WASHINGTON - As part of the Federal
Aviation Administration's (FAA) efforts to reduce
engine-related incidents and improve reliability, the
agency today proposed to order tests for PW4000 engines
to prevent high-pressure compressor surges.
The proposed Airworthiness Directive (AD) is based on
reports of surge events during the critical takeoff and
climb phases of flight. A surge is a loss of engine power
that results from an imbalance in the flow of air through
the engine. Excessive clearances -- too much space --
between the engine blade tip and the outer casing of the
engine can cause unstable air flow and a subsequent
high-pressure compressor surge and stall. Aircraft
engines can restart and recover from a stall.
Work by the industry and FAA over the past seven years
has significantly reduced the surge frequency of PW4000
engines. The surge rate has decreased from a 1993 fourth
quarter high of about one surge per 8,000 flights to
about one surge per 32,000 flights during the first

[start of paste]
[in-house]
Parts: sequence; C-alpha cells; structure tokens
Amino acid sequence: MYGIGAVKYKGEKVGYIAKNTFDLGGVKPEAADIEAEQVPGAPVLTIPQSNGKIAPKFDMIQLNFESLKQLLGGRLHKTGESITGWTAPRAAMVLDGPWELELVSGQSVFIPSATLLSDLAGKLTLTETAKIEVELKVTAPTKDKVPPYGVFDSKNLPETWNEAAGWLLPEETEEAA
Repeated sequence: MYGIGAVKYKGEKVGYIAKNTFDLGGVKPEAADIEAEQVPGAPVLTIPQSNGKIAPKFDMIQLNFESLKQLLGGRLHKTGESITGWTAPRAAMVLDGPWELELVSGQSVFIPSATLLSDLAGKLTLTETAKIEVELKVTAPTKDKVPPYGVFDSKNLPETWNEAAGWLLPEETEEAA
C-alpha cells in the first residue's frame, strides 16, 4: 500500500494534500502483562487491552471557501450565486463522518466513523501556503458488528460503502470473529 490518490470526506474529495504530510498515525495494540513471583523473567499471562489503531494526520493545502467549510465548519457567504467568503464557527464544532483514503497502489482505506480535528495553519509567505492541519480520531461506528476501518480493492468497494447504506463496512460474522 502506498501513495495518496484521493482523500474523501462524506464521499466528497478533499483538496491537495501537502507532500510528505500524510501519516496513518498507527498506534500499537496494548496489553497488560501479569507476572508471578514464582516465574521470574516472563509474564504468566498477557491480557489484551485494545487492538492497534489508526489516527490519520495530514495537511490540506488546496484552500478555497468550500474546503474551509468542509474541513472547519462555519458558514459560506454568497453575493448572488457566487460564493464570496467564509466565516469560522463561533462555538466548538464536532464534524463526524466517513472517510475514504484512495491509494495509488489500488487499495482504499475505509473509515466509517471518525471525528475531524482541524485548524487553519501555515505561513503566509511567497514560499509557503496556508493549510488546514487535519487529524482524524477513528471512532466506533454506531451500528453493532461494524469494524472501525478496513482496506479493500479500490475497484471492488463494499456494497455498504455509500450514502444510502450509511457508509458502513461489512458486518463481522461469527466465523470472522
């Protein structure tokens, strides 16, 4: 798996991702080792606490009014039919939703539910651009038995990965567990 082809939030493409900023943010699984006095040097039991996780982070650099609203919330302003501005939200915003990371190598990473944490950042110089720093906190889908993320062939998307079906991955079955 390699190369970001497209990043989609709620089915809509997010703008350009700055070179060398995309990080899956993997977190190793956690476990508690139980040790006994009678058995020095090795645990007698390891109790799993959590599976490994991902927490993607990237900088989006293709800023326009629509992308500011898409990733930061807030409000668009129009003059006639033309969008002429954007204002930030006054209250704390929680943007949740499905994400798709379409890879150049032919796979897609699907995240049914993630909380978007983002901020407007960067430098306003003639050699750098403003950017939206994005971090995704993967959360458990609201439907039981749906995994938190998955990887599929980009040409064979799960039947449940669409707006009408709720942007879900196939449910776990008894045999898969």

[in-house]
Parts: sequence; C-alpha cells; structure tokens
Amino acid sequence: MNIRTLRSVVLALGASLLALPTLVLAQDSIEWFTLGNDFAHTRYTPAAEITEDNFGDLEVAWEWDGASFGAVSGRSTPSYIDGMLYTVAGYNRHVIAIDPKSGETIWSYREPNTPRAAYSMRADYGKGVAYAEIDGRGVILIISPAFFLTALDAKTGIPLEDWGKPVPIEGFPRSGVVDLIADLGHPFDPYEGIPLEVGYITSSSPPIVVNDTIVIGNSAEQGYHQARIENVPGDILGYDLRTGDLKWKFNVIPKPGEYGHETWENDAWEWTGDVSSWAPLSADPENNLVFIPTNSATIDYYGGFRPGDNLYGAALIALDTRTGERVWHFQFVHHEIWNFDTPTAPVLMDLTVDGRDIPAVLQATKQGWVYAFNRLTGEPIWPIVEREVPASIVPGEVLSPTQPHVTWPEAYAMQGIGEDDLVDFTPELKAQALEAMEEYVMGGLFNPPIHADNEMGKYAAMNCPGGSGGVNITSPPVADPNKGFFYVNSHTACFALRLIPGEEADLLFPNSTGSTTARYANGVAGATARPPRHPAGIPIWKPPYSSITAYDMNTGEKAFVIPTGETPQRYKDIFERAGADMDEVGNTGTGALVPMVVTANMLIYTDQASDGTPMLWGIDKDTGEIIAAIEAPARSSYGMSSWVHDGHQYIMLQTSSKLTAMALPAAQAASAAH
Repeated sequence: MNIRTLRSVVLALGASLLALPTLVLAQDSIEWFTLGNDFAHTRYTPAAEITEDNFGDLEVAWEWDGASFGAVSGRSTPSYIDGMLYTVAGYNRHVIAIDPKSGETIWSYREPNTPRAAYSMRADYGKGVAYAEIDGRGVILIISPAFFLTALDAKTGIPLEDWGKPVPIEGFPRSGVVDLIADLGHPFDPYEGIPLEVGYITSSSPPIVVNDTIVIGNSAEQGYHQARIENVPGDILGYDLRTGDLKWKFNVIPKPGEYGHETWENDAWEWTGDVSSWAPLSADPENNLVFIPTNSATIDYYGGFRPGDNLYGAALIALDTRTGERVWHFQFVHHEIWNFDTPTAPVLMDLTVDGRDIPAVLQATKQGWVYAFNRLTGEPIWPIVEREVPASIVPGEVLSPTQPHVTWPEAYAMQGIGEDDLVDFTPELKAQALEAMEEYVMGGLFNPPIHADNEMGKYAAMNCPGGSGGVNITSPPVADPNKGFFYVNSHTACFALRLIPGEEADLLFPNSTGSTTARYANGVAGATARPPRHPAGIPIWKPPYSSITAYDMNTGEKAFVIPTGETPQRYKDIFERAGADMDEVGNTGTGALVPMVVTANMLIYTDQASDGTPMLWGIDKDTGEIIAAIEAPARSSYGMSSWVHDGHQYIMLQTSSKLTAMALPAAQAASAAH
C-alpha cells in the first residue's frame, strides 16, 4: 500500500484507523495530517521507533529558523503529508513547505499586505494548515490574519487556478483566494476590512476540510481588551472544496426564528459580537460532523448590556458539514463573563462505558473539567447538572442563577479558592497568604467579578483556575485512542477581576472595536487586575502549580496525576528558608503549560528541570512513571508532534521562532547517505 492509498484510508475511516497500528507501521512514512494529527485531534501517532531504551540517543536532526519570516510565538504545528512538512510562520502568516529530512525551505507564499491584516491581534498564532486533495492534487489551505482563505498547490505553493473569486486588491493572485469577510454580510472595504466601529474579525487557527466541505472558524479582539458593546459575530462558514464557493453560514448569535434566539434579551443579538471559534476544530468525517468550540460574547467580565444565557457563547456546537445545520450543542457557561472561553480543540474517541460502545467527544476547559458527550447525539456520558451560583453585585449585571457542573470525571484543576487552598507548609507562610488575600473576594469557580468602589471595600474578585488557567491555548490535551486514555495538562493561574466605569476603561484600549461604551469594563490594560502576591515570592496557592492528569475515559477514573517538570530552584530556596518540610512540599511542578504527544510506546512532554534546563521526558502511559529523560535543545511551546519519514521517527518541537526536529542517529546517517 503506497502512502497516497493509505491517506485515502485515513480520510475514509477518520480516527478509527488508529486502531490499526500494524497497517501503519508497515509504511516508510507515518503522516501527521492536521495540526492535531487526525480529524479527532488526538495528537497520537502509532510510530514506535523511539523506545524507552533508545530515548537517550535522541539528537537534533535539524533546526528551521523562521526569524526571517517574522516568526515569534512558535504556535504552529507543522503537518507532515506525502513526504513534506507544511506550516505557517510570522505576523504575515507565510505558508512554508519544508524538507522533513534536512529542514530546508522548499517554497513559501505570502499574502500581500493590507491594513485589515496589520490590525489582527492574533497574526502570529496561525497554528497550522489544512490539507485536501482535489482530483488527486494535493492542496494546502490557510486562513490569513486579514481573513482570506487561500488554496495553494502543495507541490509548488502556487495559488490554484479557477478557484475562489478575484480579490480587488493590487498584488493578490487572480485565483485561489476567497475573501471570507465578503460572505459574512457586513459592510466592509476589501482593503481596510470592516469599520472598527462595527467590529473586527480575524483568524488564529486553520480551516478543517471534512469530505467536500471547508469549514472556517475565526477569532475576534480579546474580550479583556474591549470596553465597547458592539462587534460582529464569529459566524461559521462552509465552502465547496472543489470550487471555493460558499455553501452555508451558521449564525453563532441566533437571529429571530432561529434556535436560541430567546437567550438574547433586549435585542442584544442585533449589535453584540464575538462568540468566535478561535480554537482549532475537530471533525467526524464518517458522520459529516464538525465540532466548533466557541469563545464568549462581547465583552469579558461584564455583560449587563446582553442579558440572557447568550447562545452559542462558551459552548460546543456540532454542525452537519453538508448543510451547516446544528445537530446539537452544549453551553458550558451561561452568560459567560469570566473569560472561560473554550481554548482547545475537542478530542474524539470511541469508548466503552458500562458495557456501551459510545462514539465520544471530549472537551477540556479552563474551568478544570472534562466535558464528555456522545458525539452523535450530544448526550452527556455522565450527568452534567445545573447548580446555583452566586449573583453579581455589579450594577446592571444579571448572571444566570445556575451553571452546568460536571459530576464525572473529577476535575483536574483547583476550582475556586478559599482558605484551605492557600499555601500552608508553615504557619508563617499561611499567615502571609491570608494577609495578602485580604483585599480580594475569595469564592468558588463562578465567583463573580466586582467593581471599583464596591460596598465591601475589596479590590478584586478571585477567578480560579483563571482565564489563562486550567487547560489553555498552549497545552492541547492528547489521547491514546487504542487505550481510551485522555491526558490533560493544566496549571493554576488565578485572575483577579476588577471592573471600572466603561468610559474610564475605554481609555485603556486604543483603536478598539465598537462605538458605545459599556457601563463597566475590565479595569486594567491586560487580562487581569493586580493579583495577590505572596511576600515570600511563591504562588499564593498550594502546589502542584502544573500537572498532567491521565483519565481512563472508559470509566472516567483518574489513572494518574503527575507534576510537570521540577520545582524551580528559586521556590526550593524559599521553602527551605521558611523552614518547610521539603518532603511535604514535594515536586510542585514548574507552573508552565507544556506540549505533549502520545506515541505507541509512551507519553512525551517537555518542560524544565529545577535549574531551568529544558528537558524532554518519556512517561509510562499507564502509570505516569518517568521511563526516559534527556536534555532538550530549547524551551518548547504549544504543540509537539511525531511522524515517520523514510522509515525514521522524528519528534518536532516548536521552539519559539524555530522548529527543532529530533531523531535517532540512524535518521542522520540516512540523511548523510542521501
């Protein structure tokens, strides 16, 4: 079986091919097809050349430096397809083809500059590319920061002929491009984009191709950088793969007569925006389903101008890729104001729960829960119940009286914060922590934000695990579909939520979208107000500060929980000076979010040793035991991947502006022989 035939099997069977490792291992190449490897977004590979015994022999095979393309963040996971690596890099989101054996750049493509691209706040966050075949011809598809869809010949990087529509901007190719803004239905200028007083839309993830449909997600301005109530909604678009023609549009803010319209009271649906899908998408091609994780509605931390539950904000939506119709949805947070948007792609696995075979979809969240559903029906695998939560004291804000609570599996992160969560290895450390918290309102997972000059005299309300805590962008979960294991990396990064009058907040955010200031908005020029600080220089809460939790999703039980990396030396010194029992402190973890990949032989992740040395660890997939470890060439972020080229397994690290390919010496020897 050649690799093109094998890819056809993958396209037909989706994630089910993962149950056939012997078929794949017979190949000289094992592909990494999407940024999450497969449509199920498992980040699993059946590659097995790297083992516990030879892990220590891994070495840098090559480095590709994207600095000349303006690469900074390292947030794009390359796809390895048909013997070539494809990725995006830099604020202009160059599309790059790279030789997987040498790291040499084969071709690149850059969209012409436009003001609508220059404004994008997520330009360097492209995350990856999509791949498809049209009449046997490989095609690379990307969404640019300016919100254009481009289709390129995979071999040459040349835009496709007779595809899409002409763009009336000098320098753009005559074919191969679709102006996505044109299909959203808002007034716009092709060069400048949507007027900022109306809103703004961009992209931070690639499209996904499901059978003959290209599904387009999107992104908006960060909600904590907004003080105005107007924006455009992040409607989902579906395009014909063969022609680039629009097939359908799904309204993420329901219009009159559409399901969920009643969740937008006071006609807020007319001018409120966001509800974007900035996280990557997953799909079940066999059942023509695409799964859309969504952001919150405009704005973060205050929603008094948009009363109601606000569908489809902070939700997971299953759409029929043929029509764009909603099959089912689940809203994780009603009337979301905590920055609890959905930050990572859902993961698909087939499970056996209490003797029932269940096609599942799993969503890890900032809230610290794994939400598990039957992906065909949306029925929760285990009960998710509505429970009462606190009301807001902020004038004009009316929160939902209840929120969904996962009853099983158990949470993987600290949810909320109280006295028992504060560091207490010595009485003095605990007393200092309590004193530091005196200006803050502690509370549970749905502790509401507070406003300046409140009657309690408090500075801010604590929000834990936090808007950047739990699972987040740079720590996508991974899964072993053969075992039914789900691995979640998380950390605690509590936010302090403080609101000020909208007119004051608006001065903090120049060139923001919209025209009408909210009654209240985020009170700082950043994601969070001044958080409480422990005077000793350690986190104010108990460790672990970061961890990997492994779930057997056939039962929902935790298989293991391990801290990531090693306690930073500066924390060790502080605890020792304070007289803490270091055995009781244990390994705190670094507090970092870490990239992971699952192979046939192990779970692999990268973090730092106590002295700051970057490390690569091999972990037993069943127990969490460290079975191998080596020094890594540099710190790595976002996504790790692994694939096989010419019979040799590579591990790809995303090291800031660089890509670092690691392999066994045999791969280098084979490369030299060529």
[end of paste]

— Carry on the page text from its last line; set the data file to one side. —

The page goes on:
quarter of 1998. The surge rate has since remained
"These tests should significantly reduce the
possibility of engine surges on the commercial
fleet," said FAA Administrator Jane F. Garvey.
"Knowing that pilots are well-trained and that the
PW4000 engine will automatically recover is not enough.
We want to eliminate the possibility of these engine
There are 546 engines in the U.S. fleet affected by this
AD out of a total of 2,200 engines worldwide. The total
estimated cost to U.S. industry is $8.7 million. The FAA
estimates that 192 engines will require annual on-wing
tests with an average cost of $2,000 per test, $384,000
per year. An estimated 60 engines will require annual
off-wing tests with an average cost of $12,000 per test,
$720,000 per year. The agency also estimates that 19
high-pressure compressor overhauls will be performed at a
cost of $400,000 each, $7.6 million. About 11 unscheduled
engine removals will cost $5,000 each, $55,000 total.
PW4000 engines are installed on certain models of Boeing
747, Boeing 767, McDonnell Douglas MD-11, and Airbus
Industrie A310 aircraft. Operators include Delta Air
Lines, Northwest Airlines, Trans World Airlines, United
Airlines and World Airways.